He ranges from funny asides ("trust me, baby, I'm a trust fund baby!") to a hero of his own story, to a jealous rival with grace and dripping confidence. Like almost everyone else in the show, his vocal performance shows a few points of weakness that only accentuate his charisma as storyteller. Ironically, he is arguably the protagonist, singing and rapping much more frequently than Hamilton himself.

Phillipa Soo (of "Natasha, Pierre, and the Great Comet of 1812" fame) and Renee Elise Goldsberry shine as the Schuyler sisters, Phillipa as the ever-faithful Eliza who marries Hamilton and Renee as Angelica, smart enough to match Hamilton but also smart enough to know she should marry up. Their first number together (an "I Love New York" number in a musical about the Founding Fathers!) and the songs "Helpless", "Satisfied", and "Take a Break" bubble with energy. There are too many incredible riffs and moments of vocal prowess to bother trying to write them down, and man, it is unexpectedly boss to watch these girls pop little hip-hop heel moves in bustle dresses.
Phillipa's soaring, ethereal voice is used very well, and Ms. Goldsberry matches her skill, not to mention that she raps as well as the gentlemen, with thrilling ease. Miranda gives race a subtle scouring in the piece, and he doesn't forget women either in his telling. Even if they get less stage-time considering their lack of political involvement, their emotional weight in the story is more than equal to the men, and their performances as much rewarded or more so.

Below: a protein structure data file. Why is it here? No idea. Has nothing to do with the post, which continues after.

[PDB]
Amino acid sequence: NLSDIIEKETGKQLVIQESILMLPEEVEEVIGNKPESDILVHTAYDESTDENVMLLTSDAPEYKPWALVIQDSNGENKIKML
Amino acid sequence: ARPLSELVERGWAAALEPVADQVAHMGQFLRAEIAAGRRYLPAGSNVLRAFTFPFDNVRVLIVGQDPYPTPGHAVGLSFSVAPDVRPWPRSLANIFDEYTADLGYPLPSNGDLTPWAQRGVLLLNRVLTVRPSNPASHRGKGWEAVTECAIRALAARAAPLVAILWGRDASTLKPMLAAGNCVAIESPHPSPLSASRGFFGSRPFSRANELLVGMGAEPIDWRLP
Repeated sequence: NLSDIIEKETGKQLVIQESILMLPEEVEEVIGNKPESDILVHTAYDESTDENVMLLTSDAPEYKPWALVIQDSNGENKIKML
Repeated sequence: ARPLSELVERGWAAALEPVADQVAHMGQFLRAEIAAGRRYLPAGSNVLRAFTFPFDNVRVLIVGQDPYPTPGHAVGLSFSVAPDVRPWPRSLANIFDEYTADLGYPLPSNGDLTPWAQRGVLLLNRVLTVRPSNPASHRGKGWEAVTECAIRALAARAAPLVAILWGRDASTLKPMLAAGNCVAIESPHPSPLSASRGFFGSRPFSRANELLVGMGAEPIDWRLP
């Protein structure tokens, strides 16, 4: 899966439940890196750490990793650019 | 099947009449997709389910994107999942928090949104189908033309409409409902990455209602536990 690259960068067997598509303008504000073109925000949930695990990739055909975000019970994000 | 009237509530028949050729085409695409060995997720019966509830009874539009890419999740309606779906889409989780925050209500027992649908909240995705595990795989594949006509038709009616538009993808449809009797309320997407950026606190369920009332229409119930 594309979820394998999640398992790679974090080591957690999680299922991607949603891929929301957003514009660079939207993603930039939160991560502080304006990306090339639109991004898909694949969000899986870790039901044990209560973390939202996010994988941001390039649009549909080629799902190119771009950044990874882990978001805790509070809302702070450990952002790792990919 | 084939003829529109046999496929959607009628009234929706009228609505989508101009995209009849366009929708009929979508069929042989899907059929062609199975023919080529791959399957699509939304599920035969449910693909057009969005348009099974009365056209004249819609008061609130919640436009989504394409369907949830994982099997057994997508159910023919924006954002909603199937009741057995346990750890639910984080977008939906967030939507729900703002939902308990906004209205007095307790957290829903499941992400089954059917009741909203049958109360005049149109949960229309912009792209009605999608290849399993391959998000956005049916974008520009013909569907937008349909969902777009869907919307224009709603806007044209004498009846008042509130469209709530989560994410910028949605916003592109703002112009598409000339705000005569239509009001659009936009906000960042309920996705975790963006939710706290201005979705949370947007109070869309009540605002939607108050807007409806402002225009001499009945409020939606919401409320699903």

Daveed Diggs, Okieriete Onaodowan, Anthony Ramos, and Christopher Jackson must be mentioned. As a variety of major characters, including Hamilton's son Phillip, Thomas Jefferson, and Jackson as George Washington, these four men set the show on fire. Rapping, dancing, or translating George Washington's real-life final address as President into song, they are incredible.

Lin-Manuel Miranda as Hamilton is darker, fierier, but just as joyous and boyish as Usnavi was. With a wheezy singing voice that belies the passion of his oratory, Hamilton is not always likeable, but he is always comprehensible, usually fascinating, and occasionally heroic.